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Wii workouts: best of the games

These four top personal training videos can get you moving and into shape quickly.

March 01, 2010|Melinda Fulmer
(Nintendo )

When Nintendo's Wii console came out, couch potatoes across the country rejoiced. Here was a way to get in shape and play video games at the same time! But the bowling, tennis and other early sports titles ultimately delivered less-than-challenging workouts.

Several years later, the Wii has become a more legitimate fitness tool, with a number of personal training titles that promise to burn fat and build muscle.

Not all of them deliver. Some are too easy, too boring or just too repetitive. And working out with the Wii requires more of an initial learning curve than simply mirroring a fitness DVD. Not only must you concentrate on proper form, you have to make sure your Wiimote is pointing in the right direction or your workout will grind to a halt.

On the plus side, personal training games are much more interactive than a fitness DVD, allowing you to customize your workout, music and intensity depending on how you feel on any given day. Your digital coach will encourage you, chastise you when you slack off and drive you to beat your previous score —something a DVD can't do.

We reviewed the top personal training games for the Wii and chose four of the titles most likely to whip you into shape quickly.

EA Sports Active; and EA Sports Active: More Workouts

If nonstop squats and lunges make you yawn, this game is for you. It blends athletic-style training with short sports bursts such as jogging, rollerblading, basketball and tennis to keep you interested.

After creating your profile and on-screen doppelganger, you can choose a 30-day get-in-shape, circuit-training challenge or pick from a large number of preset cardio and toning workouts of different lengths (rated from easy to hard).

The workouts — led by a picture-in-picture trainer — are challenging enough, and each exercise is broken down in a video before you start each move. Of course, this makes the workout longer, but it's necessary — at least at first — for form and so you know how to position the Wiimote on each move.

If you don't get that direction right, or if you don't pause long enough at the top of a rep, the game will freeze until you correct it. It's frustrating that there's more emphasis on form with the controller than on how you should tuck your hips or position your legs.

During the workout, your trainer urges you on with a few stock comments such as "Great enthusiasm on that exercise. Way to work it!" There's also feedback and a calorie count estimate at the end.

A Velcro leg strap sold with the game holds the required nunchuk controller during running and lower body work. The strength moves use an included resistance band, and the game is compatible with the Wii Balance Board (sold separately).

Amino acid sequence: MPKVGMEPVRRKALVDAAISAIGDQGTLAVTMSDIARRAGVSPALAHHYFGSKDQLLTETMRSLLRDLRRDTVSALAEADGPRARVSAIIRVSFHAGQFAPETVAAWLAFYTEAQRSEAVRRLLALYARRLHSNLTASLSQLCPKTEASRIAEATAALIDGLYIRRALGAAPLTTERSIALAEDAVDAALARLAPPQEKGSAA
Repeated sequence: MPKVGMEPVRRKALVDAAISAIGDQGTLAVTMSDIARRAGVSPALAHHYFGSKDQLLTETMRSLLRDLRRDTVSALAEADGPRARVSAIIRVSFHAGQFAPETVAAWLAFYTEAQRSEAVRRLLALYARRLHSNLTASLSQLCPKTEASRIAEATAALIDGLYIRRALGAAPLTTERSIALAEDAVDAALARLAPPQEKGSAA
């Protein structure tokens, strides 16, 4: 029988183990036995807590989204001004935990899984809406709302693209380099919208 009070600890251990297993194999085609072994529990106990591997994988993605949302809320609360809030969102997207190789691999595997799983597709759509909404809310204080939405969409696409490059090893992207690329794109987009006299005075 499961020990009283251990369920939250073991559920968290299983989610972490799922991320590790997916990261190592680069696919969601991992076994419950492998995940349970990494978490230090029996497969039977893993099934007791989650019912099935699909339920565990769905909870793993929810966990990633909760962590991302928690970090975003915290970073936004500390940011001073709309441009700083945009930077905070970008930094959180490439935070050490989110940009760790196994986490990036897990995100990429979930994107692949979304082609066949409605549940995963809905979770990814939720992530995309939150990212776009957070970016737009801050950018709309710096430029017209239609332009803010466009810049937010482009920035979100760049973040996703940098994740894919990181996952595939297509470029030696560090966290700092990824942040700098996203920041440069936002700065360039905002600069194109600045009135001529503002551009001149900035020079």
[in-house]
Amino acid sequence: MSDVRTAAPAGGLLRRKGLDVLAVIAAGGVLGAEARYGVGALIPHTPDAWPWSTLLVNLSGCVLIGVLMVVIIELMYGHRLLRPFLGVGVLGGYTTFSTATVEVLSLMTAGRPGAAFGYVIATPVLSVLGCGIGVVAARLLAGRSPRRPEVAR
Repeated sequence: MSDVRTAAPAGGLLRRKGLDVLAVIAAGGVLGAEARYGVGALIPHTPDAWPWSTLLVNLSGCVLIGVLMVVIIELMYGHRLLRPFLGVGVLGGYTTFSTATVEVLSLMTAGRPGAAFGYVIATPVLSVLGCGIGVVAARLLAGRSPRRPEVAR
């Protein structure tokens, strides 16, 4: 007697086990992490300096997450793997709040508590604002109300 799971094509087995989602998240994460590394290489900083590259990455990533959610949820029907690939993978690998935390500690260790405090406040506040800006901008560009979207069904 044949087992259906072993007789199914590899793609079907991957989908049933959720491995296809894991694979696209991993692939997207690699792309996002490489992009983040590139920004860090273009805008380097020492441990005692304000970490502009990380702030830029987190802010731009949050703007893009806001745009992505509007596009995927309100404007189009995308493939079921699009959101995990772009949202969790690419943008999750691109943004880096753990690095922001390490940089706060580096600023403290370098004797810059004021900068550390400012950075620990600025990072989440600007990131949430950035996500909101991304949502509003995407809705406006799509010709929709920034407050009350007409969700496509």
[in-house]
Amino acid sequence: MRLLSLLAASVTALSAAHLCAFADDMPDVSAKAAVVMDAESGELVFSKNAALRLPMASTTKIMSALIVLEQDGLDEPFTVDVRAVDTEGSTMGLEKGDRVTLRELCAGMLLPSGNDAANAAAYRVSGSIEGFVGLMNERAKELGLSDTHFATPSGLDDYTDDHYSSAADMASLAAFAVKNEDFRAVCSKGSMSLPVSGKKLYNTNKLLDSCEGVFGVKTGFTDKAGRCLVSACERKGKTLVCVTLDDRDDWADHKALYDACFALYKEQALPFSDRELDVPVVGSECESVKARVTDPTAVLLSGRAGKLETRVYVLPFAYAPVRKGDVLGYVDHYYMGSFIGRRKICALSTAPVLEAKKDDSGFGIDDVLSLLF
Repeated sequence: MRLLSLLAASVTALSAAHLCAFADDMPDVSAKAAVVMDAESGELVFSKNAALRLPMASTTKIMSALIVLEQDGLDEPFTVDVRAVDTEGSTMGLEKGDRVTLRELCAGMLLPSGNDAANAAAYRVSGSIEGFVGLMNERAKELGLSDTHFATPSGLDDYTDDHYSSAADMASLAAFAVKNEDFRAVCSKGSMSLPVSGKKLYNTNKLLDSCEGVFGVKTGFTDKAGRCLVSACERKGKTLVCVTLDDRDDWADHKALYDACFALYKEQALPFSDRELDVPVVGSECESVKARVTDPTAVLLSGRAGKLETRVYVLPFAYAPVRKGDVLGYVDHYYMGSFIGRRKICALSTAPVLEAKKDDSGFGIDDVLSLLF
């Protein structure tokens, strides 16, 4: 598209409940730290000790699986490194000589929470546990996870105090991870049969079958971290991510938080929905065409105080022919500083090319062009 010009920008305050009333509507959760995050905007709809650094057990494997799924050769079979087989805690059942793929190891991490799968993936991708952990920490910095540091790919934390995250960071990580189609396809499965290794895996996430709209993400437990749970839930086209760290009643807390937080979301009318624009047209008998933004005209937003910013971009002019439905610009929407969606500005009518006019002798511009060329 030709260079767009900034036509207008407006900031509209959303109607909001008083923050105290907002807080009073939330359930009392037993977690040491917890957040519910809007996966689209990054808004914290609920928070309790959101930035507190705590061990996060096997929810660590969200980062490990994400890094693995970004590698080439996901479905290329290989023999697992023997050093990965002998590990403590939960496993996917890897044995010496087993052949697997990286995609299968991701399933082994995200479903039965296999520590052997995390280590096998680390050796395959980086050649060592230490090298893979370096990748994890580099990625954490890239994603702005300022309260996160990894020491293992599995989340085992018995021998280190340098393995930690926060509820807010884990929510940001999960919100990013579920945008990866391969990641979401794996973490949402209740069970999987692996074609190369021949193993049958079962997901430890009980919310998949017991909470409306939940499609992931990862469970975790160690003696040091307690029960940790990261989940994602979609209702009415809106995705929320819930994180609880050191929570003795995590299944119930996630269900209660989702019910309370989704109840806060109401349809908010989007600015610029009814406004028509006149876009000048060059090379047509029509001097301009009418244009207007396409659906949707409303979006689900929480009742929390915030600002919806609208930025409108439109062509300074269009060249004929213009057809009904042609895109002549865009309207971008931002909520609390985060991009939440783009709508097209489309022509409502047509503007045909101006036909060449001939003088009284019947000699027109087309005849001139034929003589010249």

Once you have this equipment and are ready for some new exercises, you might be motivated to move on to EA Sports Active: More Workouts, the update (without leg strap and band) released in November.

List price for EA Sports Active: $59.99; EA Sports Active: More Workouts: $39.99

The Biggest Loser

If you're inspired to get into shape by the miraculous transformations on the popular NBC show "The Biggest Loser," you'll like this in-home version from THQ.

In this game, you'll work out with one of its popular trainers — Bob Harper or Jillian Michaels — to meet the fitness goals you set in your profile. Each week there's a competitive weigh-in on the Wii Balance Board to motivate you to "bring it" and "dig deeper" in your workouts.

There isn't the same variety of activities and scenery that you find in EA Sports, but its digital trainers provide a greater range of encouragement, prodding and verbal coaching on form.

The workout moves a little faster too, because you don't have to wade through tutorial videos before starting each exercise. You simply mimic your trainer and listen to his or her cues on form and timing. You can also create custom routines from 88 exercises and pull up recipes from "The Biggest Loser Cookbook."

No weights or resistance bands are needed. All of the toning is accomplished by lifting your own body weight in exercises such as planks, push-ups, squats and lunges. You can compete against another player or previous contestants from the show in special challenges. But as with most Wii fitness games, you can't put too much stock in the calorie counts tallied up at the end.

After a 40-minute workout that left this intermediate exerciser breathless and breaking a sweat, it said I burned a whopping 48 calories.

List price: $39.99

Wii Fit Plus

Wii Fit, the pioneering workout game for the Wii, was updated by Nintendo in October to include more exercises and games, and the option to create customized routines.

Not all of the activities are a slam-dunk if you want to get in shape. Many of the "Training Plus" activities challenge your balance but don't provide a good cardiovascular or strength workout.

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